It all started with a shot that Easton Gamoke had been told numerous times not to make. But as the seconds remaining in a tied game at the Great North West League Championship in Holmen, Wis., quickly disappeared, the 13-year-old Winona Middle School student flung the basketball from across the court and nailed a three-point shot to win the game for his Winona YMCA Running Rebels eighth-grade team. An incredible feat Gamoke would make again for camera crews down from the Twin Cities less than 24 hours later.
"It was crazy," said Easton Gamoke, of his full-court basket at the buzzer that won the Great North West League Championship for his YMCA Running Rebels eighth-grade team.
“It was crazy,” Gamoke acknowledged.
The shots, which were both caught on camera and quickly uploaded to YouTube by a parent, have gone viral. Within just over a week, the first full-court shot is up to nearly 1.1 million views and counting, while the second is close to half a million.
“I thought it would have a couple thousand views,” Gamoke said with sincere disbelief of the popularity of his game-winning basket video. “But it actually has over a million views.”
The videos are simple, not even a minute long, and feature Gamoke hurling a basketball the length of the court with apparent ease and the ball swishing into the net in one fluid movement. The difficulty of the shots, the fact that they came within 24 hours of each other, Gamoke's age, and the pressure of both situations seem to have combined to generate attention not only from the general public, but also from big name outlets like CNN — which flew him out to New York this past Friday — as well as Sports Illustrated and ESPN’s Sports Center.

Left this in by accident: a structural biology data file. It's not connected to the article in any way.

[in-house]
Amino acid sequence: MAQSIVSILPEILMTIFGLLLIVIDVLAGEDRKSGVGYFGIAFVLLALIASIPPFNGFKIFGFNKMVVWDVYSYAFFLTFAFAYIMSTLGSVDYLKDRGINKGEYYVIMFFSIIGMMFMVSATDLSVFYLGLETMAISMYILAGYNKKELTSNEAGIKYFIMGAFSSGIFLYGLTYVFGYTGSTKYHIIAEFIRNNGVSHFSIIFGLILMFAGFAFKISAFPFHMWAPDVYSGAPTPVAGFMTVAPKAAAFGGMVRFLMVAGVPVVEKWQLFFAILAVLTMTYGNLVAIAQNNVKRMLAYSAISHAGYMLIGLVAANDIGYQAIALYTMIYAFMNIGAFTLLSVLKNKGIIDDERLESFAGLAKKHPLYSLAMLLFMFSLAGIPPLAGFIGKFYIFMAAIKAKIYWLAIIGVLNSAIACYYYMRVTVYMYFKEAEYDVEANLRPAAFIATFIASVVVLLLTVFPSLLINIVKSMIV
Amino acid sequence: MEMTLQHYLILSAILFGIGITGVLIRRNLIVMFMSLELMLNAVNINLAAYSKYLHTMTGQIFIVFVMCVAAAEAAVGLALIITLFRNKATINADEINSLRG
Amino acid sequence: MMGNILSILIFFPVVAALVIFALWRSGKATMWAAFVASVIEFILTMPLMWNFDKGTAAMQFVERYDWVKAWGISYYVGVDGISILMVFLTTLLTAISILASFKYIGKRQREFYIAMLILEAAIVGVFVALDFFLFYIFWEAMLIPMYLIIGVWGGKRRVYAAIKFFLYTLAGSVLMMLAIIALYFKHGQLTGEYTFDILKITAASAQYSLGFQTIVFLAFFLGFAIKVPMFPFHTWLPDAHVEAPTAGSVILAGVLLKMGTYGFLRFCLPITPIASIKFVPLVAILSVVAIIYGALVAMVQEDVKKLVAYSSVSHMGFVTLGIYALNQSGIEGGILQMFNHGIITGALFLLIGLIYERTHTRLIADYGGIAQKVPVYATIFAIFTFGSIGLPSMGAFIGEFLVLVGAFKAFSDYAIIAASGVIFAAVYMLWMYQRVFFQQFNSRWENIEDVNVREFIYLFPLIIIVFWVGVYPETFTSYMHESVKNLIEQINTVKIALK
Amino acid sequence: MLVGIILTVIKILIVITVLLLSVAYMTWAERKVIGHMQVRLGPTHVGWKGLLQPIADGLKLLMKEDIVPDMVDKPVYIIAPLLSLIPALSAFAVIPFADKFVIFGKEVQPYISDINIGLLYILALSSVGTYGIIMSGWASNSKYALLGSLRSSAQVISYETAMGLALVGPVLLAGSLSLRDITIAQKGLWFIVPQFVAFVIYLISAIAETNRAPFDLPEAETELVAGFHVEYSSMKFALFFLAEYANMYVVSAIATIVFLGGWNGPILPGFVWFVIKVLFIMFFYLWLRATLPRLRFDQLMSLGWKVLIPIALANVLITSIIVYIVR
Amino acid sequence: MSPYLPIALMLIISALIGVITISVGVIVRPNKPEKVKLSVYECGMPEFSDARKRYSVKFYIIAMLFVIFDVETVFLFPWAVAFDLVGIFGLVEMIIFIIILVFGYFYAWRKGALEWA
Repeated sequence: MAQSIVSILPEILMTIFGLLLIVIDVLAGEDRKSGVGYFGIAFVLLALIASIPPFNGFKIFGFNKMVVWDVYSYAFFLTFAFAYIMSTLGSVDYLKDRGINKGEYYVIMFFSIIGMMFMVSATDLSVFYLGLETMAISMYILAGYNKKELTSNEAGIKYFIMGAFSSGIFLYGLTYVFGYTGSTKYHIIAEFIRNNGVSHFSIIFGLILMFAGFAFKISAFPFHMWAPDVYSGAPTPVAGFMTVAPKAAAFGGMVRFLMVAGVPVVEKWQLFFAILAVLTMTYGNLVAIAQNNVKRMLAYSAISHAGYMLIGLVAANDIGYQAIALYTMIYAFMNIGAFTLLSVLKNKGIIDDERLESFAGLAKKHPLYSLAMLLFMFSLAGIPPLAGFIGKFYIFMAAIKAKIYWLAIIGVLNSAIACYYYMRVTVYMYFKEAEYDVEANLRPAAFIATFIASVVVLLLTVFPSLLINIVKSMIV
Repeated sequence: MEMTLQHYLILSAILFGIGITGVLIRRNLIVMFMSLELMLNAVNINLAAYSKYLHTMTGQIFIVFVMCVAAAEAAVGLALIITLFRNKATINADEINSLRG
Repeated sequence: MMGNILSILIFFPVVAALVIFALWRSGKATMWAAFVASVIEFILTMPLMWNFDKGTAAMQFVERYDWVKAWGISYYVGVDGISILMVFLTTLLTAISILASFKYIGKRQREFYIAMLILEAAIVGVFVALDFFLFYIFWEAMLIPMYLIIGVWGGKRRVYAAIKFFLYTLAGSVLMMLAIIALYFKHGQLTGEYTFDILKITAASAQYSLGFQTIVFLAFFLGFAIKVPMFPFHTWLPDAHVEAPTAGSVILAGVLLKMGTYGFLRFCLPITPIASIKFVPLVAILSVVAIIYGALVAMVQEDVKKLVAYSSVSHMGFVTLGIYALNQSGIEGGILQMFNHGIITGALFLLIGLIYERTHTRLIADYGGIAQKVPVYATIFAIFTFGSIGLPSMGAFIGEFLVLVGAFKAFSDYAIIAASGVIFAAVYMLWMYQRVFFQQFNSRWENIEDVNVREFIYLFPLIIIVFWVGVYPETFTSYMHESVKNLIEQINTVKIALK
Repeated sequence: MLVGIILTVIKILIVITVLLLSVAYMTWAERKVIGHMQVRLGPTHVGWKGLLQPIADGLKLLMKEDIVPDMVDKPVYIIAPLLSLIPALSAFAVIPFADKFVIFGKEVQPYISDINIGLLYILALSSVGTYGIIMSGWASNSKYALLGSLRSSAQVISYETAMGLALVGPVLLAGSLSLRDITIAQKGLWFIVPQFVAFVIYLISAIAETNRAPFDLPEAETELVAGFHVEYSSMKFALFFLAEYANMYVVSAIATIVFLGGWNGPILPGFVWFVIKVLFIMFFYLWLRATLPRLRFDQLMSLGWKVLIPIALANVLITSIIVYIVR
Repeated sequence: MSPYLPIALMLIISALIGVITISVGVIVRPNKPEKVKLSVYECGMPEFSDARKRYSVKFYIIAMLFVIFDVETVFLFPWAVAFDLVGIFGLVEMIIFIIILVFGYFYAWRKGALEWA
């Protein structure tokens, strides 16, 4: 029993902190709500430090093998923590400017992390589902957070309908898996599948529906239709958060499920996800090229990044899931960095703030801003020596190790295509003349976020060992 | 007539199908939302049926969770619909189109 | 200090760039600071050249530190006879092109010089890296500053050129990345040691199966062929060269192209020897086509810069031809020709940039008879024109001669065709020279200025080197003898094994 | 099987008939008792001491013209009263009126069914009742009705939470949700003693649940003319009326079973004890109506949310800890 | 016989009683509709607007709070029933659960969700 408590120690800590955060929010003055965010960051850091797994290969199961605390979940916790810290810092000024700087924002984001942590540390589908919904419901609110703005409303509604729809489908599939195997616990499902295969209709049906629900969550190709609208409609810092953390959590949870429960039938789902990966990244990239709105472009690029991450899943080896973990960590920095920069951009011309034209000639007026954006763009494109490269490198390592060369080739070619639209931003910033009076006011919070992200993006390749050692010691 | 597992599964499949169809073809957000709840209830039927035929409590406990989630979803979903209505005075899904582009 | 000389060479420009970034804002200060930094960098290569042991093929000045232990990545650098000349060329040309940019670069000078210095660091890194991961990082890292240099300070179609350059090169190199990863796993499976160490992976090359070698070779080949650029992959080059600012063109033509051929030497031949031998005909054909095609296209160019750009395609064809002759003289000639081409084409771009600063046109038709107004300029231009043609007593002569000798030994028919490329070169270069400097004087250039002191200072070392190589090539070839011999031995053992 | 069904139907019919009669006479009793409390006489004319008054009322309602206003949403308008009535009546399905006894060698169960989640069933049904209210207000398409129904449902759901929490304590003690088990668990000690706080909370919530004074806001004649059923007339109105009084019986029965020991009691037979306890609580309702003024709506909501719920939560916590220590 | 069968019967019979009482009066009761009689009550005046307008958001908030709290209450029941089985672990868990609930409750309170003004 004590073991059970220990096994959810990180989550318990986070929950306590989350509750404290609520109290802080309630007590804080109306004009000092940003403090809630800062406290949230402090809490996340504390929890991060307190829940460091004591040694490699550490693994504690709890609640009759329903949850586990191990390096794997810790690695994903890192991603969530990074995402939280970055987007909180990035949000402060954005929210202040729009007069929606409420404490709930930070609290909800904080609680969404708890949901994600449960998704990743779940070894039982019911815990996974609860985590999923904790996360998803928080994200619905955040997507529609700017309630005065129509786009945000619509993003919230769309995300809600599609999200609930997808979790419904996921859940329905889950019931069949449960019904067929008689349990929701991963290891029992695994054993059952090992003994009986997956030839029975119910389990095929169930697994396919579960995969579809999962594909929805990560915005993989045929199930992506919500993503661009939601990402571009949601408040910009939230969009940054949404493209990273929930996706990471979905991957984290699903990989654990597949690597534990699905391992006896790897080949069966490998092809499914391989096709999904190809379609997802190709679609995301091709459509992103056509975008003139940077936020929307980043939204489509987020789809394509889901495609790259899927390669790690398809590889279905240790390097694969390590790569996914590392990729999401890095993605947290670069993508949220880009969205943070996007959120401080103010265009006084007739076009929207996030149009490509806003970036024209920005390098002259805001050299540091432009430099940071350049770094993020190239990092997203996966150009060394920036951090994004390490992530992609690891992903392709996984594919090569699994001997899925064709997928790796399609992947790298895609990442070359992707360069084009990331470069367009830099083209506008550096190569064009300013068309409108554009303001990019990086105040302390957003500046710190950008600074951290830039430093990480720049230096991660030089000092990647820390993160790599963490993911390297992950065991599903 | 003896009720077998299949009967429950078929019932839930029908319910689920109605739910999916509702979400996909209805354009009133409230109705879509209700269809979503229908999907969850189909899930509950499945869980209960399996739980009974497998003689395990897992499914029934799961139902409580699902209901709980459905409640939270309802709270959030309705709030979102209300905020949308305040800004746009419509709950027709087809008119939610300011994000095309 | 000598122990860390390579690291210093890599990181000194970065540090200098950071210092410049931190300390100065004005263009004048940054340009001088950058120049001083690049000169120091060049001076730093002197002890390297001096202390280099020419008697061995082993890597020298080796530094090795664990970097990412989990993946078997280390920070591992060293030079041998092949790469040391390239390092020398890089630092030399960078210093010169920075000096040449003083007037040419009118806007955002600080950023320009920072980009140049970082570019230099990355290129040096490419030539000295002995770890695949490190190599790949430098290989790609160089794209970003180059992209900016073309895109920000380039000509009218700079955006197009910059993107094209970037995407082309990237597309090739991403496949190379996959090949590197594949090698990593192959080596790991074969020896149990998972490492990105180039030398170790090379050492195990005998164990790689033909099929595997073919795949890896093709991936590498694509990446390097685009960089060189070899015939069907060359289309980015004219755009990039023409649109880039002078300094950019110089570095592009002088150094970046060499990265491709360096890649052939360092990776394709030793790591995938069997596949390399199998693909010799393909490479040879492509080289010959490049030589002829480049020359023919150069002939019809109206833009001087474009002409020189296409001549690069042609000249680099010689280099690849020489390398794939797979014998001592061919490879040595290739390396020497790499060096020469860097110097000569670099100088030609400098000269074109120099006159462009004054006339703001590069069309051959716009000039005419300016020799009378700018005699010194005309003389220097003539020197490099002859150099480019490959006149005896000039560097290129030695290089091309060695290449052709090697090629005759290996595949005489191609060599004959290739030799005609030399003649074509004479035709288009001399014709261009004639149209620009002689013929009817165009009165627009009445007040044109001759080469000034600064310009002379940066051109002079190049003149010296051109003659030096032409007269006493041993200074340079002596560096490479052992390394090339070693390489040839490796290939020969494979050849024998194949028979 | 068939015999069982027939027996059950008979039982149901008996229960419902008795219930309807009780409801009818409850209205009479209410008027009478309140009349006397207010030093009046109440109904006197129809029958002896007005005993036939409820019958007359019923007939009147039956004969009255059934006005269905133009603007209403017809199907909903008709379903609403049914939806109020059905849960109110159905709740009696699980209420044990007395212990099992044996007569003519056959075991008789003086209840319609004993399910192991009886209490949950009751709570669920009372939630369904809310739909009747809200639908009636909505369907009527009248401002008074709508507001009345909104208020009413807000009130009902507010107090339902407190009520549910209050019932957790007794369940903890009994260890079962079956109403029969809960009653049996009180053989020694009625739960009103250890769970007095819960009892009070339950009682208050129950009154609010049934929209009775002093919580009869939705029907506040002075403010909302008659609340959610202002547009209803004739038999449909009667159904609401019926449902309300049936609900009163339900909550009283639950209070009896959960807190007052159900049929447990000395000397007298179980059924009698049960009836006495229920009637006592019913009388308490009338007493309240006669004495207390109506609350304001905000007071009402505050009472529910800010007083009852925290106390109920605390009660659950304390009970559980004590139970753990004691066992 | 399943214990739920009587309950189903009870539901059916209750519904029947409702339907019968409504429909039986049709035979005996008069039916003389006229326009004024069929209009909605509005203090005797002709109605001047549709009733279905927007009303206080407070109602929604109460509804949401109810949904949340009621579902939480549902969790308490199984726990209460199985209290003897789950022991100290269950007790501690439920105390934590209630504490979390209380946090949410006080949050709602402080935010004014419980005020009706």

“To get onto ESPN, that’s the ultimate goal,” Steve Heftman, the coach for the Running Rebels eighth-grade team, said. “This whole thing has been unbelievable.”
A love of the game
As Easton Gamoke settles into practice on Monday night at the local YMCA, he blends in with his teammates; they are gangly and quick as they make baskets and run through a series of routine drills. You can hear the sharp, fluid squeaks of basketball shoes shuffling on the hardwood floors. There are constant shouts of coaches and players yelling names and instructions. There is dribbling that syncs up with every pass and player. These are the sounds of another regular night of team practice, like all the others on Monday and Thursday nights. There are no internet celebrities, just a group of eighth grade boys who have been playing successfully together for the past few seasons.
“It means a lot,” Gamoke said of his basketball team. “We’ve won the state championship together and everyone on the team is good friends and everything.”
The boys had won the state championship for their age division the previous two years in a row, and hope to make it a third and final win this March.
“This is their last year playing together,” Heftman said. “Our goal is to win the state tournament again, one last time.”
After eighth grade is high school basketball, which is a whole other level all together. Some of the boys will go on to play high school basketball, while others will not. Even Gamoke is sensible when it comes to his future in basketball.
“I hope to play basketball in high school and college someday,” he said.
Gamoke recently tried for a third full-court basket at another tournament over the past weekend, but it wasn’t meant to be. He doesn’t mind, however. It is clear that his intentions were never to become famous; he just wanted to help out his team, so he stepped up and made the shot.
“If the time comes, I’ll do it again,” he said of another possible full-court shot. “If it’s something I need to do, I’ll do it again.”